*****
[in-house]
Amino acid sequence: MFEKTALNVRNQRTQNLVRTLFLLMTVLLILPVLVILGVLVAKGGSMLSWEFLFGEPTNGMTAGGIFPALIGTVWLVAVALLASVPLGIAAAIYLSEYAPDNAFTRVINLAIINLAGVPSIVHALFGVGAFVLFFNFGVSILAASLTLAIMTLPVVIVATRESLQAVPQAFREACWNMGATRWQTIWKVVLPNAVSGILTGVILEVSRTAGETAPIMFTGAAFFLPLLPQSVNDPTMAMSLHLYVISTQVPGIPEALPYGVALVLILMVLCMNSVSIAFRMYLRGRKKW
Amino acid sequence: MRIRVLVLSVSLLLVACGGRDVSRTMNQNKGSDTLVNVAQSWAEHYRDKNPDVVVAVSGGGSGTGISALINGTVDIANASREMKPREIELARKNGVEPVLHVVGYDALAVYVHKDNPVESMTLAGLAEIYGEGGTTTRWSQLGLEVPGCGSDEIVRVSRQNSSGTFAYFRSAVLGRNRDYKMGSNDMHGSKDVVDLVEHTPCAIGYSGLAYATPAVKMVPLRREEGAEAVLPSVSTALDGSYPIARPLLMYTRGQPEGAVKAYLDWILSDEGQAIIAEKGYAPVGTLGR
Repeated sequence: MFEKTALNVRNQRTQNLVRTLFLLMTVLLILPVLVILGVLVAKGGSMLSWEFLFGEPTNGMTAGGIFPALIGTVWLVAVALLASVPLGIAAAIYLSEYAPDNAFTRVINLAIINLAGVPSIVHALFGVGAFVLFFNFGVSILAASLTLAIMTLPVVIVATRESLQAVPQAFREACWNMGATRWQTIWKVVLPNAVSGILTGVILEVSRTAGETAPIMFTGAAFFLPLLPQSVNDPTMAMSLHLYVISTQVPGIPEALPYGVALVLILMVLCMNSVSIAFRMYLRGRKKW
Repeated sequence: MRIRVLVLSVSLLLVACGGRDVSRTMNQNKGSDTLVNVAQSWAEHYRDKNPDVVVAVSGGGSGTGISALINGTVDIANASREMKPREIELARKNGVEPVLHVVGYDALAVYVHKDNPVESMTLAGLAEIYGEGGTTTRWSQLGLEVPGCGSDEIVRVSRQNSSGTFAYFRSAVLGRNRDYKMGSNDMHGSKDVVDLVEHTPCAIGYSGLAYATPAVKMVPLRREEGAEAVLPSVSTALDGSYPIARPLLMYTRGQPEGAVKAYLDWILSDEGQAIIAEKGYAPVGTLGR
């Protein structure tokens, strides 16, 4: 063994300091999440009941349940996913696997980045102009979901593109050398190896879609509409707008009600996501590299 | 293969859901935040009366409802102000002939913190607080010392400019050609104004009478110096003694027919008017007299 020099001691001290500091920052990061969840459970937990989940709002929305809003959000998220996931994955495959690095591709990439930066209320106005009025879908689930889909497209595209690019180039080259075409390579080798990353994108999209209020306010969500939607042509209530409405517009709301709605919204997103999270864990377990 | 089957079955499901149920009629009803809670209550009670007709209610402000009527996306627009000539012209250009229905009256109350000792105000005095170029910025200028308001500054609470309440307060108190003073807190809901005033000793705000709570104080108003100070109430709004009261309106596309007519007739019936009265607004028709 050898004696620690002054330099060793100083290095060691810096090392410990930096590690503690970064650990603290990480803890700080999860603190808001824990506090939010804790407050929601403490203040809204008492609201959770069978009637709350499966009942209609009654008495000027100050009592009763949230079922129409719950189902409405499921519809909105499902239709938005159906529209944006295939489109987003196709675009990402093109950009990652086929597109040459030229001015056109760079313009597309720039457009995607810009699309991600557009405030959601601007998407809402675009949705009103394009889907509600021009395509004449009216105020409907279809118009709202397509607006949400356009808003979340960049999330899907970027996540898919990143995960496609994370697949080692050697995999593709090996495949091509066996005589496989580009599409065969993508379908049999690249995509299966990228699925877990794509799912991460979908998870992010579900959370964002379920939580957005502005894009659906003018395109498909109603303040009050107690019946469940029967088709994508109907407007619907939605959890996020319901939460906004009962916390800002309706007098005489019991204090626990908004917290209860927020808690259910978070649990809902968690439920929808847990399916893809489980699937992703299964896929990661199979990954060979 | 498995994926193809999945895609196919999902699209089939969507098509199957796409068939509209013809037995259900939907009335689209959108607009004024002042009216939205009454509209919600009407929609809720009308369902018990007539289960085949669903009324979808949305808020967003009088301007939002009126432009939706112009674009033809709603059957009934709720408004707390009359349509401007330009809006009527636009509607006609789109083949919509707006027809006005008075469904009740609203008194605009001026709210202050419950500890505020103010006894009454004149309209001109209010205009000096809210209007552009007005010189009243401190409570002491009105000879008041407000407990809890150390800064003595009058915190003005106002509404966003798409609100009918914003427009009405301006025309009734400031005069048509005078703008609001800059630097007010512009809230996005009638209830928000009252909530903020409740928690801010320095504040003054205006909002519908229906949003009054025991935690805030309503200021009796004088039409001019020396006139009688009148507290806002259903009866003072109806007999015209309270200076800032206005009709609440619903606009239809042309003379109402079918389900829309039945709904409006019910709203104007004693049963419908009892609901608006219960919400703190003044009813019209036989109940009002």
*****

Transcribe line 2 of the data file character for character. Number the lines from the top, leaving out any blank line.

Amino acid sequence: MFEKTALNVRNQRTQNLVRTLFLLMTVLLILPVLVILGVLVAKGGSMLSWEFLFGEPTNGMTAGGIFPALIGTVWLVAVALLASVPLGIAAAIYLSEYAPDNAFTRVINLAIINLAGVPSIVHALFGVGAFVLFFNFGVSILAASLTLAIMTLPVVIVATRESLQAVPQAFREACWNMGATRWQTIWKVVLPNAVSGILTGVILEVSRTAGETAPIMFTGAAFFLPLLPQSVNDPTMAMSLHLYVISTQVPGIPEALPYGVALVLILMVLCMNSVSIAFRMYLRGRKKW